A community for students.

Here's the question you clicked on:

55 members online
  • 0 replying
  • 0 viewing

anonymous

  • one year ago

A bullet is fired into the air with an initial velocity of 1,300 feet per second at an angle for 45° from the horizontal. What is the horizontal distance traveled by the bullet in 5 seconds? Can someone tell me what formula I should me using? I think I can do it myself but I can't remember velocity. Medals for everyone :)

  • This Question is Closed
  1. welshfella
    • one year ago
    Best Response
    You've already chosen the best response.
    Medals 2

    horizontal component of the velocity = 1300 cos 45

  2. welshfella
    • one year ago
    Best Response
    You've already chosen the best response.
    Medals 2

    equate this to d/5 to find d

  3. anonymous
    • one year ago
    Best Response
    You've already chosen the best response.
    Medals 0

    So it would be 919.23 ?

  4. anonymous
    • one year ago
    Best Response
    You've already chosen the best response.
    Medals 0

    Sorry I mean 183.84

  5. welshfella
    • one year ago
    Best Response
    You've already chosen the best response.
    Medals 2

    that would be the horizontal velocity yes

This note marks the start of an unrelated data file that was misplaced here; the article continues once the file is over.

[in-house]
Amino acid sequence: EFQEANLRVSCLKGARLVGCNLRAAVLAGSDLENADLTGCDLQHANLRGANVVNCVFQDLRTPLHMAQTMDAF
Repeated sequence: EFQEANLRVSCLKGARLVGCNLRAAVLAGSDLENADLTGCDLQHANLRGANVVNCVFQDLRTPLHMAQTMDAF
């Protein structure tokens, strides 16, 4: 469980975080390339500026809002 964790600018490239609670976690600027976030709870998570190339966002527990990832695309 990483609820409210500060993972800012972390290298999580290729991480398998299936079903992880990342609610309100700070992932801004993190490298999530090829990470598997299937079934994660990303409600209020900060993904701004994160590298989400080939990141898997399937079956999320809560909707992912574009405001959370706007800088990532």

6. welshfella
    • one year ago
    Best Response
    You've already chosen the best response.
    Medals 2

    919.23 = d / 5 find d

  7. anonymous
    • one year ago
    Best Response
    You've already chosen the best response.
    Medals 0

    4596.15?

  8. anonymous
    • one year ago
    Best Response
    You've already chosen the best response.
    Medals 0

    Thank you

  9. welshfella
    • one year ago
    Best Response
    You've already chosen the best response.
    Medals 2

    looks good

  10. welshfella
    • one year ago
    Best Response
    You've already chosen the best response.
    Medals 2

    yw

  11. anonymous
    • one year ago
    Best Response
    You've already chosen the best response.
    Medals 0

    I got these out as I;m doing physics work right now too so thought I'd leave these here: \[V=V_0 + at\]\[X=1/2 (V_0+V)t\]\[X=V_0T+1/2(AT^2)\]\[V^2=V_0^2+2ax\]

  12. welshfella
    • one year ago
    Best Response
    You've already chosen the best response.
    Medals 2

    the horizontal component of the velocity is constant as gravity has no effect on it

  13. welshfella
    • one year ago
    Best Response
    You've already chosen the best response.
    Medals 2

    yes these are the equations for constant acceleration

  14. welshfella
    • one year ago
    Best Response
    You've already chosen the best response.
    Medals 2

    - useful amongst other things, for solving problems of projectiles moving under the infuence of gravity

  15. Not the answer you are looking for?
    Search for more explanations.

    • Attachments:

Ask your own question

Sign Up
Find more explanations on OpenStudy
Privacy Policy

Your question is ready. Sign up for free to start getting answers.

spraguer (Moderator)
5 → View Detailed Profile

is replying to Can someone tell me what button the professor is hitting...

23

  • Teamwork 19 Teammate
  • Problem Solving 19 Hero
  • You have blocked this person.
  • ✔ You're a fan Checking fan status...

Thanks for being so helpful in mathematics. If you are getting quality help, make sure you spread the word about OpenStudy.

This is the testimonial you wrote.
You haven't written a testimonial for Owlfred.